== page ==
The company Confident Cannabis was launched less than four years ago by four Stanford Business School alums. Today, 50 percent of the legal cannabis produced in the U.S. across 25 states passes through the Palo Alto, Calif-based company’s lab-testing platform, which allows business-to-business buying and selling of cannabis. Wholesale, which was created by Confident Cannabis, will launch in Michigan later this month as the only lab information management system made for the cannabis industry. Brad Bogus, vice president of growth and marketing for Confident Cannabis, said Michigan’s marijuana market is unique, and will be highly competitive in the country.
What does the Wholesale platform do?
(It) lets buyers and sellers see what’s on the market, find new products and put in order requests. And then they normally will begin negotiations.
It sounds like the Ebay of weed.
This is like an AutoTrader or an Ebay for cannabis products, except that the actual transaction doesn’t happen on the platform. Banking and financing and federal laws are preventing that. So basically people come to our platform, (licensed operators) find new products, they find products that fit their exact parameters, whether those are chemistry parameters or pricing and weight parameters. That vendor gets contacted, (and) they can accept the order request and then the two parties are put in touch to do the deal.
How else do legitimate marijuana business deals get done these days?
The only other way is a very manual, very tedious process and it sort of takes a lot of different forms. A lot of these different types of communications are happening just via text message or random email threads. Sometimes it’s happening on Instagram. I would argue that Instagram is probably our biggest competitor, because most cannabis companies are using Instagram to market themselves.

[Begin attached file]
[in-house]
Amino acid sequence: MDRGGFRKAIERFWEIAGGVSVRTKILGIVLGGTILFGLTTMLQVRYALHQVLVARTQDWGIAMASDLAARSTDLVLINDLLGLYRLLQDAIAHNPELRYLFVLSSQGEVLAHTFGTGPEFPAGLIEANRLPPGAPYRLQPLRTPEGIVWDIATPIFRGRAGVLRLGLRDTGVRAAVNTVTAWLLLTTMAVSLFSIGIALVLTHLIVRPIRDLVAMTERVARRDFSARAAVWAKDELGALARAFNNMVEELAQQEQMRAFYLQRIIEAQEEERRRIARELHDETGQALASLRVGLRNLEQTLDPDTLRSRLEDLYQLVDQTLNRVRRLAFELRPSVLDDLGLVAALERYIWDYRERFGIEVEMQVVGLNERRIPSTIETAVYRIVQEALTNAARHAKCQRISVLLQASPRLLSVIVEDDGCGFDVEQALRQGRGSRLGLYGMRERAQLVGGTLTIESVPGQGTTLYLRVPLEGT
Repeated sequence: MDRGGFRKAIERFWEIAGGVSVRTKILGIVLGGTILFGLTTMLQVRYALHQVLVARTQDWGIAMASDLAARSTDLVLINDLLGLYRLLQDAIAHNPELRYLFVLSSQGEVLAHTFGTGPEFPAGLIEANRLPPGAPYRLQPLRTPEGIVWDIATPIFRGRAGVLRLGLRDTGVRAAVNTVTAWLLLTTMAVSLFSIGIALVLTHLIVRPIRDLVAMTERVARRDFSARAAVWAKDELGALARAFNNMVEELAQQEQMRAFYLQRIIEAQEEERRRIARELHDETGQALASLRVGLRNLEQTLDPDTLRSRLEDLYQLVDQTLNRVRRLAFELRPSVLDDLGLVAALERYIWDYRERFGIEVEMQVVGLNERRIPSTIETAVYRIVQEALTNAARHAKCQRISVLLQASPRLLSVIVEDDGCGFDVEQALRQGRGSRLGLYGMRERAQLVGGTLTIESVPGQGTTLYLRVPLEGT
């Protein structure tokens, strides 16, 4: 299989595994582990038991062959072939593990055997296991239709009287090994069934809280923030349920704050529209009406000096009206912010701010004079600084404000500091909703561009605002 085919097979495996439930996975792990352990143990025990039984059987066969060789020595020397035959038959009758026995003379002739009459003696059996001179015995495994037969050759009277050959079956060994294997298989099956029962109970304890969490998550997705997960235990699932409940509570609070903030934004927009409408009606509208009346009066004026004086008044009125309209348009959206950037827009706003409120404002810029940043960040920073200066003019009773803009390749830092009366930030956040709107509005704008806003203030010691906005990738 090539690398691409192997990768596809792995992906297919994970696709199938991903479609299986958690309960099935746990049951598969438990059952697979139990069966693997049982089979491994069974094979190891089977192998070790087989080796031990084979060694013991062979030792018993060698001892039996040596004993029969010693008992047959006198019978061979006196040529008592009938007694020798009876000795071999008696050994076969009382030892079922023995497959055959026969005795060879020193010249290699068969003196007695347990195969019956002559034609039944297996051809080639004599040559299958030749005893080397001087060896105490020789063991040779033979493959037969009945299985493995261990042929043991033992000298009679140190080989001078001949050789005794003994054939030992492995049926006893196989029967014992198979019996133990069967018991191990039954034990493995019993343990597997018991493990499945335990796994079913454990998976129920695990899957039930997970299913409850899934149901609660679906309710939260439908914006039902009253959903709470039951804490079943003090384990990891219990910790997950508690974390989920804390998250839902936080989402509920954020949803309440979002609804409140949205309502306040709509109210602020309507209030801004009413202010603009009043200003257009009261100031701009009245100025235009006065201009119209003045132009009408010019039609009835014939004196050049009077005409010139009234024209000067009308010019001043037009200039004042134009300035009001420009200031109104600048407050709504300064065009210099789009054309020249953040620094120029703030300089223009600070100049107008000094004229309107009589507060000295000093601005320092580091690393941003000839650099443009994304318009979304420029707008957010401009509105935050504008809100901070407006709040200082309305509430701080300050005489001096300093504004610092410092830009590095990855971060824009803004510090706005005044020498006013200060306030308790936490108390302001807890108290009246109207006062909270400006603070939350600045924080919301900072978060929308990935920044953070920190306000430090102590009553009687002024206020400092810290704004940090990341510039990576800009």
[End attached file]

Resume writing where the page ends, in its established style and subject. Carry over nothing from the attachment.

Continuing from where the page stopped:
Social media. Of course. Don’t people communicate in person anymore?
There’s also sellers, cultivators and extractors going to retail shops, kind of door knocking. The problem with this process is that it takes an extraordinary amount of time. (We are) streamlining the entire process, putting it into one place and ensuring that what (customers) are seeing is trustworthy so (they) don’t have to worry about overly vetting it. We have 100 percent of the licensed supply in Michigan on a platform already through lab testing.
What’s your take on the Michigan market?
The supply dynamics are very weird in that I’ve never seen such a sellers market like you see in Michigan, which does present some opportunities for those licensed operators. I think it’s an interesting market. I think it has a ton of potential and there’s some stuff going on in Michigan that provides it potential that other states don’t have going for it.
What we have found is that anyone who is selling out of their cannabis is not making enough money. They’re leaving money on the table because they’re in a position where buyers are having to scramble over each other to get access to this supply. There’s a lot that they can take advantage of right now. We’re going to do what we can to help buyers get in front of some of their competition, especially unlicensed competition. Because there’s plenty of unlicensed buyers still in Michigan.
There’s been a big push for equity — getting more women and people of color — in the industry in Michigan. How important do you think that will be?
As a company, we care very much about corporate social responsibility, especially when it comes to setting up a market correctly, ensuring that there’s equity and a restorative justice element. Michigan’s got an equity initiative in the law, but it’s not what it should be. Other states and other cities that have had equity initiatives as part of their regulations, they’ve realized that the only way that those can actually have an effect is if there’s money at the table. Like giving resources, giving coaching, helping write business plans.
Why does that matter?
Ultimately, you can’t start a cannabis company without money. Most of the people that need this assistance through these initiatives don’t have access to capital. We’re seeing this (in other markets). Los Angeles has made this realization. Portland has made this realization. They’ve started to work on finding ways to use tax money to divert to equity applicants as a form of grants or loans. This is what needs to really take place for Michigan’s equity initiative to have any actual teeth. And I think there could not be a better state for such an initiative to really be evolved and address the ills of the sort of environment that they operate with them. This is one area where Michigan can really stand up to be competitive nationwide.
MiBiz food and agriculture news coverage is supported by Dan Vos Construction. For more information, visit danvosconstruction.com. This sponsorship is advertising. It has no effect on editorial consideration in MiBiz.